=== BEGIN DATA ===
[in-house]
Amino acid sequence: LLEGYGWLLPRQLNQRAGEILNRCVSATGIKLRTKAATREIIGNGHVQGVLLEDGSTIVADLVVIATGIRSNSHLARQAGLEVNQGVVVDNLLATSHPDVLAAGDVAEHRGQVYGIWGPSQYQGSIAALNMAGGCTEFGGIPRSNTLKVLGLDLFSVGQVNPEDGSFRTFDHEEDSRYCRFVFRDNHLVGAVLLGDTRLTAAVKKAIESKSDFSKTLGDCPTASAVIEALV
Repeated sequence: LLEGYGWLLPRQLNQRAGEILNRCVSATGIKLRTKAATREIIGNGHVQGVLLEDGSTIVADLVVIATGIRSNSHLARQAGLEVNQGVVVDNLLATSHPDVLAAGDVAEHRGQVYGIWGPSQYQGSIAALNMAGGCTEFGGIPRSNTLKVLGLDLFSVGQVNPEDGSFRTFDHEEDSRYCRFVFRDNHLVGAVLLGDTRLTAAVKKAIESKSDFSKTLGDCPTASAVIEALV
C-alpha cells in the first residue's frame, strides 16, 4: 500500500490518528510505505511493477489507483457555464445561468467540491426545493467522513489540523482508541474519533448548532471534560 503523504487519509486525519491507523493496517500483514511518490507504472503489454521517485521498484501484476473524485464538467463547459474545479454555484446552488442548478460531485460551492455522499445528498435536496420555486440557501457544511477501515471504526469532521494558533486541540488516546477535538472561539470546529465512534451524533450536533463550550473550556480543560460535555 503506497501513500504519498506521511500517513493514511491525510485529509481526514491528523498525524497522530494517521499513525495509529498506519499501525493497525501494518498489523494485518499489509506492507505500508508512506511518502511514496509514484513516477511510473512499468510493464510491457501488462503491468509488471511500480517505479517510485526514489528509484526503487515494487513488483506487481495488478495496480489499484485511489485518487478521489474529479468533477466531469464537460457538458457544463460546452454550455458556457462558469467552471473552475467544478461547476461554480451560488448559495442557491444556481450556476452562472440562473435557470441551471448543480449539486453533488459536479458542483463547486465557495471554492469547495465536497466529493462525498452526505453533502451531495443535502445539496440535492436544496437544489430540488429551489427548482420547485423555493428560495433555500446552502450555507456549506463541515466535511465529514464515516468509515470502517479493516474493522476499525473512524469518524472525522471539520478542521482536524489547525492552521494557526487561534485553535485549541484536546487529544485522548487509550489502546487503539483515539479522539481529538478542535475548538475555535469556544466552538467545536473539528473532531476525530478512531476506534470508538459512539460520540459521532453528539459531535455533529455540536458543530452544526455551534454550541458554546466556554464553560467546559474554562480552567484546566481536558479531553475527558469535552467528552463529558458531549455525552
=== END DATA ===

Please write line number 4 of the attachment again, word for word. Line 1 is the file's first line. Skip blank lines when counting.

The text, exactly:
C-alpha cells in the first residue's frame, strides 16, 4: 500500500490518528510505505511493477489507483457555464445561468467540491426545493467522513489540523482508541474519533448548532471534560 503523504487519509486525519491507523493496517500483514511518490507504472503489454521517485521498484501484476473524485464538467463547459474545479454555484446552488442548478460531485460551492455522499445528498435536496420555486440557501457544511477501515471504526469532521494558533486541540488516546477535538472561539470546529465512534451524533450536533463550550473550556480543560460535555 503506497501513500504519498506521511500517513493514511491525510485529509481526514491528523498525524497522530494517521499513525495509529498506519499501525493497525501494518498489523494485518499489509506492507505500508508512506511518502511514496509514484513516477511510473512499468510493464510491457501488462503491468509488471511500480517505479517510485526514489528509484526503487515494487513488483506487481495488478495496480489499484485511489485518487478521489474529479468533477466531469464537460457538458457544463460546452454550455458556457462558469467552471473552475467544478461547476461554480451560488448559495442557491444556481450556476452562472440562473435557470441551471448543480449539486453533488459536479458542483463547486465557495471554492469547495465536497466529493462525498452526505453533502451531495443535502445539496440535492436544496437544489430540488429551489427548482420547485423555493428560495433555500446552502450555507456549506463541515466535511465529514464515516468509515470502517479493516474493522476499525473512524469518524472525522471539520478542521482536524489547525492552521494557526487561534485553535485549541484536546487529544485522548487509550489502546487503539483515539479522539481529538478542535475548538475555535469556544466552538467545536473539528473532531476525530478512531476506534470508538459512539460520540459521532453528539459531535455533529455540536458543530452544526455551534454550541458554546466556554464553560467546559474554562480552567484546566481536558479531553475527558469535552467528552463529558458531549455525552